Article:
In a 2011 study, researchers in China monitored the sleep of people in three different room temperatures: 17°C, 20°C, and 23°C (62.6°F, 68.0°F, and 73.4°F). They found that the ambient temperature had a “significant effect” on sleep quality. However, they found that sleep quality was best at 23°C (73.4°F), which is again higher than the range given on many websites.

It’s not clear to me whether this piece of research highlights differences in temperature preferences by global region, or if it simply contradicts the standard advice that cooler room temperatures are better for sleep.

In another study in China in 2019, researchers looked at the sleep quality of participants split into four daily maximum temperatures: 28°C, 32°C, 36°C, and 38°C. Note that this was the maximum temperature during the day, not the bedroom temperature.

They found that people slept better when the daily temperature was 32°C, followed by 28°C. Their sleep was most disrupted when the daily temperature was 36°C, or 38°C. So even though the previous research appears to contradict the standard advice, this one does show that more extreme temperatures (during the day at least) can impact sleep negatively.

Study into room temperature in patients with sleep apnea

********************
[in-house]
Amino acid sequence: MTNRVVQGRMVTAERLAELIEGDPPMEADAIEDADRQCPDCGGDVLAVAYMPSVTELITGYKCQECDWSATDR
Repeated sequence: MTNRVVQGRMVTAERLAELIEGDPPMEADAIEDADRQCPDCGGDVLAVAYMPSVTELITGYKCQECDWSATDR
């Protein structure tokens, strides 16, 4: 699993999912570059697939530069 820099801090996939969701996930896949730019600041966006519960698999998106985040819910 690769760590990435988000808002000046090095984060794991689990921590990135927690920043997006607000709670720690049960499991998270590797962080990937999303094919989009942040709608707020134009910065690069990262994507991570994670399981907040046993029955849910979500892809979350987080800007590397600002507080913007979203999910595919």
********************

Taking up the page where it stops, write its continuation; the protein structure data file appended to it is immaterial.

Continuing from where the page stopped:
In an interesting study in 2012, researchers monitored the sleep of people with untreated obstructive sleep apnea in three different room temperatures: 16°C, 20°C, and 24°C.

They found that patients slept longer, had better sleep efficiency, and were more alert in the morning at 16°C (60.8°F). However, they also found that people’s sleep apnea was more severe at 16°C and 20 °C compared to 24°C.

Hot flashes and ambient temperatures study

A study published in 2006 looked at how ambient room temperature affected the sleep and hot flashes of 18 postmenopausal women. The women slept on different nights in rooms at 30°C, 23°C, and 18°C.

It was found that in the first half of the night, women with hot flashes had more arousals and awakenings, and that the room temperature of 18°C significantly decreased the number of hot flashes compared to 23°C and 30°C. So, 18°C was the better room temperature for sleeping for women with hot flashes.